The next stage is to focus on developing and documenting processes that seek to identify data protection risks and handle requests that come into your organisation under data protection law. This is where procedures in relation to Data Protection Impact Assessments (DPIAs) and procedures for handling data subject rights requests can enable you to have a consistent, effective approach to complying with the requirements of laws such as the GDPR and UK Data Protection Act.
Policies & Procedures Checklist
5. Action & Assurance
Far too often when we initially engage organisations they may have produced some documentation, purchased an awful GDPR toolkit or decided for some reason GDPR doesn’t apply to them! Hopefully, as you have read this far, you’ve identified that GDPR does apply to your organisation and you want to do something about it.
Once you’ve properly completed the above steps, you should start to see some traction within your organisation. You would have key stakeholders involved as part of governance, a process for identifying and managing data privacy risks, understand the data you process and established some core documented processes.
Now the real fun starts. You will need to take the hypothetical good practice and turn that into tangible business process transformation or implementation. Depending on the size and culture of your organisation, the approach can vary but really what you are trying to achieve at a high level is to get departments/stakeholders taking action on data they process. Whether that be data cleansing, erasure or just improving the way they process personal data (action), you should also build an ongoing process to check these things are being performed effectively (assurance).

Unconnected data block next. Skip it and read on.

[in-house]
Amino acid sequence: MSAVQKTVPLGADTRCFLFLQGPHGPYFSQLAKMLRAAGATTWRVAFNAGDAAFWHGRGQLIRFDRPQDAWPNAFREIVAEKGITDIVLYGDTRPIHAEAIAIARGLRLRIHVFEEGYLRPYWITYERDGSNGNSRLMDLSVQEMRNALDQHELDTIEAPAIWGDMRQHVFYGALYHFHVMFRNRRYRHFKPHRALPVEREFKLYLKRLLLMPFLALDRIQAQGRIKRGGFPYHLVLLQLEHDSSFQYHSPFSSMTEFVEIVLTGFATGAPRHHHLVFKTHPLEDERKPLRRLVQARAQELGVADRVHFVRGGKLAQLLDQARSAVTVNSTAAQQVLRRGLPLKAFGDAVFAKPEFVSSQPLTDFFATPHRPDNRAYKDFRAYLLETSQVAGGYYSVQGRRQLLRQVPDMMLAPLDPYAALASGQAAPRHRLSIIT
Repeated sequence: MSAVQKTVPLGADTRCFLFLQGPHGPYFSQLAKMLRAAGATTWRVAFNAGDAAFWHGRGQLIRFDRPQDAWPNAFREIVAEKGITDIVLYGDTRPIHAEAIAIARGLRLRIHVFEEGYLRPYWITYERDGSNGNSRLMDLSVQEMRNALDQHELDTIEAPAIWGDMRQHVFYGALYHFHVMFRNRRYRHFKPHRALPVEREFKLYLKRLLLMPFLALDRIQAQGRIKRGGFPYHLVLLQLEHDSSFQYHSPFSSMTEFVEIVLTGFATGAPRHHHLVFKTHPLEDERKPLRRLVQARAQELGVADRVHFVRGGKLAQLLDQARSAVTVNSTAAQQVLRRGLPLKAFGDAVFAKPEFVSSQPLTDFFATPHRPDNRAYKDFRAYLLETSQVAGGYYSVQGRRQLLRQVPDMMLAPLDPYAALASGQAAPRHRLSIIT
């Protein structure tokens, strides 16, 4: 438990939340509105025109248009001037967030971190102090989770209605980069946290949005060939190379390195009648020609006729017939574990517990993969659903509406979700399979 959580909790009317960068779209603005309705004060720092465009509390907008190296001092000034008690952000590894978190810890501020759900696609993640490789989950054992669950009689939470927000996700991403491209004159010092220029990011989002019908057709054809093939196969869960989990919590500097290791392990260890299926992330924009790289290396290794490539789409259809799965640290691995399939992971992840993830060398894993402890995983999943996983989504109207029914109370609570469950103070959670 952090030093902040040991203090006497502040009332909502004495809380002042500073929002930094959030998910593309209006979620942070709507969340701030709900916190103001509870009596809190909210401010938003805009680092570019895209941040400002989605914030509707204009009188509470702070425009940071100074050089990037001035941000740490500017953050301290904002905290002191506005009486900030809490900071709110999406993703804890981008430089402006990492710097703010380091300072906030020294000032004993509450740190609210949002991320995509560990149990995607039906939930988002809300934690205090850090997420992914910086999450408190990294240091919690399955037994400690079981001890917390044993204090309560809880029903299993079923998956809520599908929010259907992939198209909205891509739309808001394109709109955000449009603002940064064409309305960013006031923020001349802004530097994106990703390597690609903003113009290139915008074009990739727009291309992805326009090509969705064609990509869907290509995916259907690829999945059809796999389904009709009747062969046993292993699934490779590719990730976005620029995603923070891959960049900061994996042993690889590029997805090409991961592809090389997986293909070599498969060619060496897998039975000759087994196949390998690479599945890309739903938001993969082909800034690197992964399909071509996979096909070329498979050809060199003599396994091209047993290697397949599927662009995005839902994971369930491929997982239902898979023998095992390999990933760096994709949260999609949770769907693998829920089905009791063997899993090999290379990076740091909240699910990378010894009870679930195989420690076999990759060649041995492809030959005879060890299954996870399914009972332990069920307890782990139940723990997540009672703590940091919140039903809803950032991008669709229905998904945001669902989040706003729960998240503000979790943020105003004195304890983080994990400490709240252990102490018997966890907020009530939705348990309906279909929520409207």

Many Software as a Service (SaaS) applications have assessments built into them which enable you, as that compliance/data privacy (person who cares), to send questionnaires and collate responses. These can often deliver highly efficient ways of delivering assurance, but you are also reliant on the responses of individuals.
I would recommend using something like this if you have the budget but also include a manual/physical discussion on high risk areas, so that you can ask probing questions, provide advice and get the right level of assurance. A quick google of “GDPR Assessment Software” should give you enough options. However, if you don’t have the budget for software, I would recommend building and audit framework, using some of the techniques/questions to revisit how each area processes personal data (amending your RoPA if necessary) and some simplistic checklists, which extract the actionable parts of the documents you have produced. These things combined can be built into existing software you may already have, such as JIRA or Microsoft Forms and also into a PoweApp if you have the technical ability to do so. If not either Excel, Word or good old pen and paper (that last one is not for me, or recommended, but better than nothing). Whatever you decide to do, retain the documentation, collate any issues found and develop actions to address identified issues. This all goes towards being able to demonstrate a bit of accountability, business value and supports internal reporting to management.
This is not an exhaustive list but hopefully it gives you some food for thought – if you don’t ensure that your organisation takes action of the things you’ve implemented it sort of avoids the point.
Many organisations don’t believe they need any resources to support compliance with data protection law but that is unfortunately often because they don’t know what they don’t know. It’s only when organisations become more aware of their obligations and implemented processes to identify and manage them that they start to see the workload. If you don’t capture this workload in a logical manner, you will struggle to articulate what resources are needed, so always have a structure to identify and report on unplanned work. Microsoft Planner, To-Do, Excel, Google Docs, Trello and Jira are just some of the many tools available.
Actions & Assurance Checklist